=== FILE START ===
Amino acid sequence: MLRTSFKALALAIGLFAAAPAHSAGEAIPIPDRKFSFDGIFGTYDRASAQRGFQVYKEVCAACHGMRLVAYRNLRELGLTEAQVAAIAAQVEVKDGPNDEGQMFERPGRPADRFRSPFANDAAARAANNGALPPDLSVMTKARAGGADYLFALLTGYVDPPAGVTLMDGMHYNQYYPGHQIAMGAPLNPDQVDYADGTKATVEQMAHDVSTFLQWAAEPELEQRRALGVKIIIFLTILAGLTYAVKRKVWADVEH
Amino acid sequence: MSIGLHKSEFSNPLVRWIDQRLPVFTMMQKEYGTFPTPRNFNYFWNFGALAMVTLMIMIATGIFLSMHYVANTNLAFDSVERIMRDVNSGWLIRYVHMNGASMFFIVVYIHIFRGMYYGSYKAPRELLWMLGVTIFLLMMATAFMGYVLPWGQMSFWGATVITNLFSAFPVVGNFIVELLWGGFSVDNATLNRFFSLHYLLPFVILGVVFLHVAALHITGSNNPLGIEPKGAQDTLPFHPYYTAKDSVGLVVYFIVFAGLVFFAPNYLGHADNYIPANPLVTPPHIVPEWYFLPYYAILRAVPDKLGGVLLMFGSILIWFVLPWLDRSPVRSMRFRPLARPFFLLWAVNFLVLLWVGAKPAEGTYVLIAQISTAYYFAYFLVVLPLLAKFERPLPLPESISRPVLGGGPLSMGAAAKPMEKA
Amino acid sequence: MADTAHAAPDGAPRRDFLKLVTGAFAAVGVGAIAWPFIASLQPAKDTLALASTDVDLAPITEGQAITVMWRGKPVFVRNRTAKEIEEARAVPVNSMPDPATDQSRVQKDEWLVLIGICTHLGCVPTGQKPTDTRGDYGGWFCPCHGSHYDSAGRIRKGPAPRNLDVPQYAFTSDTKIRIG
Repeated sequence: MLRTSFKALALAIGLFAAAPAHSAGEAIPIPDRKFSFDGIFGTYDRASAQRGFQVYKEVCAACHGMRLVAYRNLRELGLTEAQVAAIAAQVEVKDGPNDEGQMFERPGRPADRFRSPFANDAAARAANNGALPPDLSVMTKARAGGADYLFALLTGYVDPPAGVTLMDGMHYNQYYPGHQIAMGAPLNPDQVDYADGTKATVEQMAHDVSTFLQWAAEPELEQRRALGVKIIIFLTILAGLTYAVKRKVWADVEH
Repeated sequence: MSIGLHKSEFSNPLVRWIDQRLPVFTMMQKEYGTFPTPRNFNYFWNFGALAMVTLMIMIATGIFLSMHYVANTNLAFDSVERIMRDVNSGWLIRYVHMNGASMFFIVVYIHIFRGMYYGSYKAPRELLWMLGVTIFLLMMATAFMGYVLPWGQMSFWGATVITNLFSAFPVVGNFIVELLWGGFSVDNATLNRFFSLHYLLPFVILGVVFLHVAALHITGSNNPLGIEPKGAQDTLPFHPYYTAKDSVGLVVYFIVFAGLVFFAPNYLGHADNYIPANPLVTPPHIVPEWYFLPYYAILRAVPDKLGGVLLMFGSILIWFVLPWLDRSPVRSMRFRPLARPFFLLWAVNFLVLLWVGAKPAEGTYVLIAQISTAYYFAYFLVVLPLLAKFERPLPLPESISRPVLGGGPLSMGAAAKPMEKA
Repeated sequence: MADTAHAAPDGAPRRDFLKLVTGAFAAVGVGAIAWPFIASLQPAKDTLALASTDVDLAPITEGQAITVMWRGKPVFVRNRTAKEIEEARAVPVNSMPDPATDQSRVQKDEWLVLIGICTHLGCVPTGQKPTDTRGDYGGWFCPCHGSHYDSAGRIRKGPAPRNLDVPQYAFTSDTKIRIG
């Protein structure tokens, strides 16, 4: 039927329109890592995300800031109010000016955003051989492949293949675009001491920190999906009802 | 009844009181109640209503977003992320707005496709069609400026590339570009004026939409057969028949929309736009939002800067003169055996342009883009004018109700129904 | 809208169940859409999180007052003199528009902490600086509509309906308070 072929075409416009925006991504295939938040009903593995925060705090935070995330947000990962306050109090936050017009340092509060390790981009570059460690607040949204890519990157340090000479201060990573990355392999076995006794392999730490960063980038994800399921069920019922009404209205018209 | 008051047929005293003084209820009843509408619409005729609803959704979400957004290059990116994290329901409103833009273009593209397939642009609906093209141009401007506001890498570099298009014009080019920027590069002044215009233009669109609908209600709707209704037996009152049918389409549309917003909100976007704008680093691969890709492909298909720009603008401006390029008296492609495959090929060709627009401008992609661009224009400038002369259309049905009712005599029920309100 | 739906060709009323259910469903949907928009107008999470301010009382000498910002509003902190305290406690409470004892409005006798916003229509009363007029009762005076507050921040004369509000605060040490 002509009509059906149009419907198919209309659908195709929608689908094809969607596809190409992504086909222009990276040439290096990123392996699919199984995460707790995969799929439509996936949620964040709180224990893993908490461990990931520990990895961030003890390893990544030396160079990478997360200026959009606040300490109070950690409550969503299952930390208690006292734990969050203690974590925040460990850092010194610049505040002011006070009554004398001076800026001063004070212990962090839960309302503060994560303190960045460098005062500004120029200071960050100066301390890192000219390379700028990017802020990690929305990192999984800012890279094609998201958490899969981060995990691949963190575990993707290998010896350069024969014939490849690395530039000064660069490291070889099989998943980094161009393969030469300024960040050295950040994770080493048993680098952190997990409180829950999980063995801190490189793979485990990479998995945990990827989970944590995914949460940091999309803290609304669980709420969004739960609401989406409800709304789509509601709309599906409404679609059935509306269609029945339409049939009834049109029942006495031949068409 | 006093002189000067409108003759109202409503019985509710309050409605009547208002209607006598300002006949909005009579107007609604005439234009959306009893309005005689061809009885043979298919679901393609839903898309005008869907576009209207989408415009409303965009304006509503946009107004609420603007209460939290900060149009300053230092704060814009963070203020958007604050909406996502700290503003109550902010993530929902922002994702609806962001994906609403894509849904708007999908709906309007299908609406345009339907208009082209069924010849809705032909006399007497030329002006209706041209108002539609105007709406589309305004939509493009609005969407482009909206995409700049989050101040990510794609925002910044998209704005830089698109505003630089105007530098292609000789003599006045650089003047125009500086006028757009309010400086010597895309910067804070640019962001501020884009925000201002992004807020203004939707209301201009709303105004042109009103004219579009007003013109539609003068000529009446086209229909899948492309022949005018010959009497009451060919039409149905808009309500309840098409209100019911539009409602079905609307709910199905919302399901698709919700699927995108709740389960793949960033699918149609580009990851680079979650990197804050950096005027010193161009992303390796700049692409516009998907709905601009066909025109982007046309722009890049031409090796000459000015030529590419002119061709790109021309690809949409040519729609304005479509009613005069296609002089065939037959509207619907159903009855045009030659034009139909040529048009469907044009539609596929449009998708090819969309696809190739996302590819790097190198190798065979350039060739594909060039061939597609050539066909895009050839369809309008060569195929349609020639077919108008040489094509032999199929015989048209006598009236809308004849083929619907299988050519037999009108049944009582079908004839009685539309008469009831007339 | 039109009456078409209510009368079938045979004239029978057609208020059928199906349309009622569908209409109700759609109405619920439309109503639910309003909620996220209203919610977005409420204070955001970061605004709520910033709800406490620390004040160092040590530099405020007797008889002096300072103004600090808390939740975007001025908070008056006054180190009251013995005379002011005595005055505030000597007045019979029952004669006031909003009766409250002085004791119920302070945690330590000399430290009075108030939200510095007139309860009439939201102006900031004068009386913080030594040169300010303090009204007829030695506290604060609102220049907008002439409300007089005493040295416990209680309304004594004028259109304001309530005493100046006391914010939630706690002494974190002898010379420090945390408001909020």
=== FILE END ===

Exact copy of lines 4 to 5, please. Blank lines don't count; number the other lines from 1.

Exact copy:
Repeated sequence: MLRTSFKALALAIGLFAAAPAHSAGEAIPIPDRKFSFDGIFGTYDRASAQRGFQVYKEVCAACHGMRLVAYRNLRELGLTEAQVAAIAAQVEVKDGPNDEGQMFERPGRPADRFRSPFANDAAARAANNGALPPDLSVMTKARAGGADYLFALLTGYVDPPAGVTLMDGMHYNQYYPGHQIAMGAPLNPDQVDYADGTKATVEQMAHDVSTFLQWAAEPELEQRRALGVKIIIFLTILAGLTYAVKRKVWADVEH
Repeated sequence: MSIGLHKSEFSNPLVRWIDQRLPVFTMMQKEYGTFPTPRNFNYFWNFGALAMVTLMIMIATGIFLSMHYVANTNLAFDSVERIMRDVNSGWLIRYVHMNGASMFFIVVYIHIFRGMYYGSYKAPRELLWMLGVTIFLLMMATAFMGYVLPWGQMSFWGATVITNLFSAFPVVGNFIVELLWGGFSVDNATLNRFFSLHYLLPFVILGVVFLHVAALHITGSNNPLGIEPKGAQDTLPFHPYYTAKDSVGLVVYFIVFAGLVFFAPNYLGHADNYIPANPLVTPPHIVPEWYFLPYYAILRAVPDKLGGVLLMFGSILIWFVLPWLDRSPVRSMRFRPLARPFFLLWAVNFLVLLWVGAKPAEGTYVLIAQISTAYYFAYFLVVLPLLAKFERPLPLPESISRPVLGGGPLSMGAAAKPMEKA